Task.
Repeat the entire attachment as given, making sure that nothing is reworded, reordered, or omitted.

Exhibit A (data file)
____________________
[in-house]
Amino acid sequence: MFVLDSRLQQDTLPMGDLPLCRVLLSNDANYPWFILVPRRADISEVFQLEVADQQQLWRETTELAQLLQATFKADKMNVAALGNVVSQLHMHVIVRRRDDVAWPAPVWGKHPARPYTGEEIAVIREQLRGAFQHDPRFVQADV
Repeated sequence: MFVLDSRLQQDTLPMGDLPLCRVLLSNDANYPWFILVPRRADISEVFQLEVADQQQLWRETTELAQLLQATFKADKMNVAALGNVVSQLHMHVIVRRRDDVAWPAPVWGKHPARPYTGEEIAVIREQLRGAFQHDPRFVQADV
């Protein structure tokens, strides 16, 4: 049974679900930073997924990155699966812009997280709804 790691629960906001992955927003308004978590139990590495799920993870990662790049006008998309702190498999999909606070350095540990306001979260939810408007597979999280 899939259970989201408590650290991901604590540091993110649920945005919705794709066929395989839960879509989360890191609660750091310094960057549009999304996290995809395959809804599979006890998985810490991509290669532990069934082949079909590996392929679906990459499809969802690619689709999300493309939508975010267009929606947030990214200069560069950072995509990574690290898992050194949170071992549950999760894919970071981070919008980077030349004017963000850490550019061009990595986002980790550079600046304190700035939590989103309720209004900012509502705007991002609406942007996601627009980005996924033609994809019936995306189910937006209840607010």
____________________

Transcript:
[in-house]
Amino acid sequence: MFVLDSRLQQDTLPMGDLPLCRVLLSNDANYPWFILVPRRADISEVFQLEVADQQQLWRETTELAQLLQATFKADKMNVAALGNVVSQLHMHVIVRRRDDVAWPAPVWGKHPARPYTGEEIAVIREQLRGAFQHDPRFVQADV
Repeated sequence: MFVLDSRLQQDTLPMGDLPLCRVLLSNDANYPWFILVPRRADISEVFQLEVADQQQLWRETTELAQLLQATFKADKMNVAALGNVVSQLHMHVIVRRRDDVAWPAPVWGKHPARPYTGEEIAVIREQLRGAFQHDPRFVQADV
């Protein structure tokens, strides 16, 4: 049974679900930073997924990155699966812009997280709804 790691629960906001992955927003308004978590139990590495799920993870990662790049006008998309702190498999999909606070350095540990306001979260939810408007597979999280 899939259970989201408590650290991901604590540091993110649920945005919705794709066929395989839960879509989360890191609660750091310094960057549009999304996290995809395959809804599979006890998985810490991509290669532990069934082949079909590996392929679906990459499809969802690619689709999300493309939508975010267009929606947030990214200069560069950072995509990574690290898992050194949170071992549950999760894919970071981070919008980077030349004017963000850490550019061009990595986002980790550079600046304190700035939590989103309720209004900012509502705007991002609406942007996601627009980005996924033609994809019936995306189910937006209840607010």